This document reflects research and analysis conducted by Project Ploughshares Senior Researcher Dr. Jessica West and Gilles Doucet of Spectrum Space Security on how the existing normative framework in outer space can serve as a basis for informing the development of additional norms of behaviour for security-related activities.
Space is increasingly critical to modern life on Earth. But there is growing concern that, as it becomes more economically and strategically important, tensions between different space actors are heightening in a manner that could lead to conflict. The accelerating proliferation of counterspace capabilities, as well as the enactment of national policies that deem space an operational or warfighting domain, underlines the very real nature of threats that exist and highlights the importance of keeping space peaceful.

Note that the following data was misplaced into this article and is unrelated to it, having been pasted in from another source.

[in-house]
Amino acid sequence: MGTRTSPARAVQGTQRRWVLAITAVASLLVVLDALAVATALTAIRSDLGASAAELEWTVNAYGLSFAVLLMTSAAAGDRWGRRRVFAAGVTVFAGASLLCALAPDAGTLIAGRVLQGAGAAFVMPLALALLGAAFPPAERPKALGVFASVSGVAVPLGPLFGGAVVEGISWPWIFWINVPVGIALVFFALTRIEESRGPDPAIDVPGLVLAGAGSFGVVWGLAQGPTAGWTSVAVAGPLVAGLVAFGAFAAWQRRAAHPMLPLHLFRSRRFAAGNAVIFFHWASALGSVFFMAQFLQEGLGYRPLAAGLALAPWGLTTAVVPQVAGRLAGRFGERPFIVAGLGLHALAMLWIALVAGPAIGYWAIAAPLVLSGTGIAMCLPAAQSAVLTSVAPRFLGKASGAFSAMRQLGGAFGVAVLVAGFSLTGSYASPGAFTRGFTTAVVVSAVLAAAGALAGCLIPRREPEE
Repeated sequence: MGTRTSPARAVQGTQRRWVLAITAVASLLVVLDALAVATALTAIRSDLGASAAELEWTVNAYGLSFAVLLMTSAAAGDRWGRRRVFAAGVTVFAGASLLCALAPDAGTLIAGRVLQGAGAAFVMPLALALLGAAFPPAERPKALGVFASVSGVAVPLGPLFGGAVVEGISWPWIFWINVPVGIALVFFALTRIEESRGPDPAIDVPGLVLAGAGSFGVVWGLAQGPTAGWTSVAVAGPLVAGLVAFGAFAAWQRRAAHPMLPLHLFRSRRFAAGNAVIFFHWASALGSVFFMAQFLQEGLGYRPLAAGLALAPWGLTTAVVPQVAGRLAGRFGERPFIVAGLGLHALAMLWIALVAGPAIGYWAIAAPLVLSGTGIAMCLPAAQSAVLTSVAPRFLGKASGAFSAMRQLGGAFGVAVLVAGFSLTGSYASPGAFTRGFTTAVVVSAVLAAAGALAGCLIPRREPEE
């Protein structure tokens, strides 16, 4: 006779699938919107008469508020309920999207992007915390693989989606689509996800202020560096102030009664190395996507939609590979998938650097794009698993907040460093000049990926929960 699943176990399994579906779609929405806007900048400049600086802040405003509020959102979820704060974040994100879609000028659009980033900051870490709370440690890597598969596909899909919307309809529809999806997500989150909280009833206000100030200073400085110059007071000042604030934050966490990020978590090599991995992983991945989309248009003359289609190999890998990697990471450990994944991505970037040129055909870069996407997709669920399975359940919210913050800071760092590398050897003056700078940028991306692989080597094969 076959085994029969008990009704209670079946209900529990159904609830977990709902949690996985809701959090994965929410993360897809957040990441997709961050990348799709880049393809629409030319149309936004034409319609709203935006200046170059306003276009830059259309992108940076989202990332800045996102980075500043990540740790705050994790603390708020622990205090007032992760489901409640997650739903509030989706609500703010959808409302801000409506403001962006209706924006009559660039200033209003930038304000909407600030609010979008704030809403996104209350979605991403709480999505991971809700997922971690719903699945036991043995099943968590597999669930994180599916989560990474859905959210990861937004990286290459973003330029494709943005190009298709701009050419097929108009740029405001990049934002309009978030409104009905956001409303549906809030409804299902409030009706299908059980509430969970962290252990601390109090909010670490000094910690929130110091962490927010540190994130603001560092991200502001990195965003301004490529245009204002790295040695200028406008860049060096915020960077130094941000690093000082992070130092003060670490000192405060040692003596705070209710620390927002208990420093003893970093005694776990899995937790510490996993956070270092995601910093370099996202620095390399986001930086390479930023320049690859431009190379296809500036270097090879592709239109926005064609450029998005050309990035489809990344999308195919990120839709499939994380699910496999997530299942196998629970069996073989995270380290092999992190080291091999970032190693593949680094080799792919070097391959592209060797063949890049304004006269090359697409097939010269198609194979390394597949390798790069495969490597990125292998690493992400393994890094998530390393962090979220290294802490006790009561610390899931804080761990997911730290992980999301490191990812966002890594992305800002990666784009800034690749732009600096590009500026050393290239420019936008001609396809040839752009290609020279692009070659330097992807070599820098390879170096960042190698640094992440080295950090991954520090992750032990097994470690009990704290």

Contrary to popular imagination, outer space is not a “Wild, Wild West” of lawlessness. Human activities in outer space are governed by international law, including the United Nations Charter, international humanitarian law (IHL), and, most critically, the 1967 Outer Space Treaty (OST), which sets out broad principles on how states are to conduct themselves in this domain, including commitments to registration, due regard, responsibility, liability, and non-contamination.
The United Nations Institute for Disarmament Research Innovations Dialogue held on August 19 at the UN Office in Geneva sought to address the implications of artificial intelligence, quantum computing, blockchain, and the Internet of Things on arms control and disarmament.